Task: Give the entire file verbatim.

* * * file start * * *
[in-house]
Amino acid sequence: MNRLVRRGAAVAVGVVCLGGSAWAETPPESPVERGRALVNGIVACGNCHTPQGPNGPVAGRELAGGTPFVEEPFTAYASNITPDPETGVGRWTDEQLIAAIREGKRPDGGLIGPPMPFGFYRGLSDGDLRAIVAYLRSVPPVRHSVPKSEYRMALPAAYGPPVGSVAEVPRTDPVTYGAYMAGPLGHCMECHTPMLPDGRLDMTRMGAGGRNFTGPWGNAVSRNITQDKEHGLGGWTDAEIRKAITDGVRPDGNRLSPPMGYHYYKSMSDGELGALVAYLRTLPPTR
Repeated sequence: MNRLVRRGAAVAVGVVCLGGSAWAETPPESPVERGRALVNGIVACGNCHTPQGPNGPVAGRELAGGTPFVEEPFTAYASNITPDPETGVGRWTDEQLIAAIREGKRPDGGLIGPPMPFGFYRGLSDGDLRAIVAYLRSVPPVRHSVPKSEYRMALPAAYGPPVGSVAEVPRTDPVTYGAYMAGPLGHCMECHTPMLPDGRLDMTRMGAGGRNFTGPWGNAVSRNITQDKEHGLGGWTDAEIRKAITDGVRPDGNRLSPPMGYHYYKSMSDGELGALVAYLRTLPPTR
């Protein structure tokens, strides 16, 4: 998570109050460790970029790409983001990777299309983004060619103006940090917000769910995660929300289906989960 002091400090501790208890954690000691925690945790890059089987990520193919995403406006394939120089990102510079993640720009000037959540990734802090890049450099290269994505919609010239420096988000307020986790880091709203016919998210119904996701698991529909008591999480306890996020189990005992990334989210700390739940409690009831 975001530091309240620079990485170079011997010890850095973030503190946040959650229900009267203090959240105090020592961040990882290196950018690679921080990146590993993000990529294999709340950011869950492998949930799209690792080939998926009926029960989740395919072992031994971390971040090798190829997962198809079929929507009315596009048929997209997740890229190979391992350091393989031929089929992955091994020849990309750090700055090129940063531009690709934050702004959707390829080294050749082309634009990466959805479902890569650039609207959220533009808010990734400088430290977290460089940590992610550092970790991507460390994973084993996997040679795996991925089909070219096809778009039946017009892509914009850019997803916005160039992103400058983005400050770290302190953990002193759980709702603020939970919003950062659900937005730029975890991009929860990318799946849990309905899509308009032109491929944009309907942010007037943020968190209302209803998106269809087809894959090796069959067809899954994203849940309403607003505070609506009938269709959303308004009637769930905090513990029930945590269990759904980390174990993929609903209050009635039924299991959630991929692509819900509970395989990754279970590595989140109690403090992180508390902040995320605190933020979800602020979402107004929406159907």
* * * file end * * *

[in-house]
Amino acid sequence: MNRLVRRGAAVAVGVVCLGGSAWAETPPESPVERGRALVNGIVACGNCHTPQGPNGPVAGRELAGGTPFVEEPFTAYASNITPDPETGVGRWTDEQLIAAIREGKRPDGGLIGPPMPFGFYRGLSDGDLRAIVAYLRSVPPVRHSVPKSEYRMALPAAYGPPVGSVAEVPRTDPVTYGAYMAGPLGHCMECHTPMLPDGRLDMTRMGAGGRNFTGPWGNAVSRNITQDKEHGLGGWTDAEIRKAITDGVRPDGNRLSPPMGYHYYKSMSDGELGALVAYLRTLPPTR
Repeated sequence: MNRLVRRGAAVAVGVVCLGGSAWAETPPESPVERGRALVNGIVACGNCHTPQGPNGPVAGRELAGGTPFVEEPFTAYASNITPDPETGVGRWTDEQLIAAIREGKRPDGGLIGPPMPFGFYRGLSDGDLRAIVAYLRSVPPVRHSVPKSEYRMALPAAYGPPVGSVAEVPRTDPVTYGAYMAGPLGHCMECHTPMLPDGRLDMTRMGAGGRNFTGPWGNAVSRNITQDKEHGLGGWTDAEIRKAITDGVRPDGNRLSPPMGYHYYKSMSDGELGALVAYLRTLPPTR
């Protein structure tokens, strides 16, 4: 998570109050460790970029790409983001990777299309983004060619103006940090917000769910995660929300289906989960 002091400090501790208890954690000691925690945790890059089987990520193919995403406006394939120089990102510079993640720009000037959540990734802090890049450099290269994505919609010239420096988000307020986790880091709203016919998210119904996701698991529909008591999480306890996020189990005992990334989210700390739940409690009831 975001530091309240620079990485170079011997010890850095973030503190946040959650229900009267203090959240105090020592961040990882290196950018690679921080990146590993993000990529294999709340950011869950492998949930799209690792080939998926009926029960989740395919072992031994971390971040090798190829997962198809079929929507009315596009048929997209997740890229190979391992350091393989031929089929992955091994020849990309750090700055090129940063531009690709934050702004959707390829080294050749082309634009990466959805479902890569650039609207959220533009808010990734400088430290977290460089940590992610550092970790991507460390994973084993996997040679795996991925089909070219096809778009039946017009892509914009850019997803916005160039992103400058983005400050770290302190953990002193759980709702603020939970919003950062659900937005730029975890991009929860990318799946849990309905899509308009032109491929944009309907942010007037943020968190209302209803998106269809087809894959090796069959067809899954994203849940309403607003505070609506009938269709959303308004009637769930905090513990029930945590269990759904980390174990993929609903209050009635039924299991959630991929692509819900509970395989990754279970590595989140109690403090992180508390902040995320605190933020979800602020979402107004929406159907």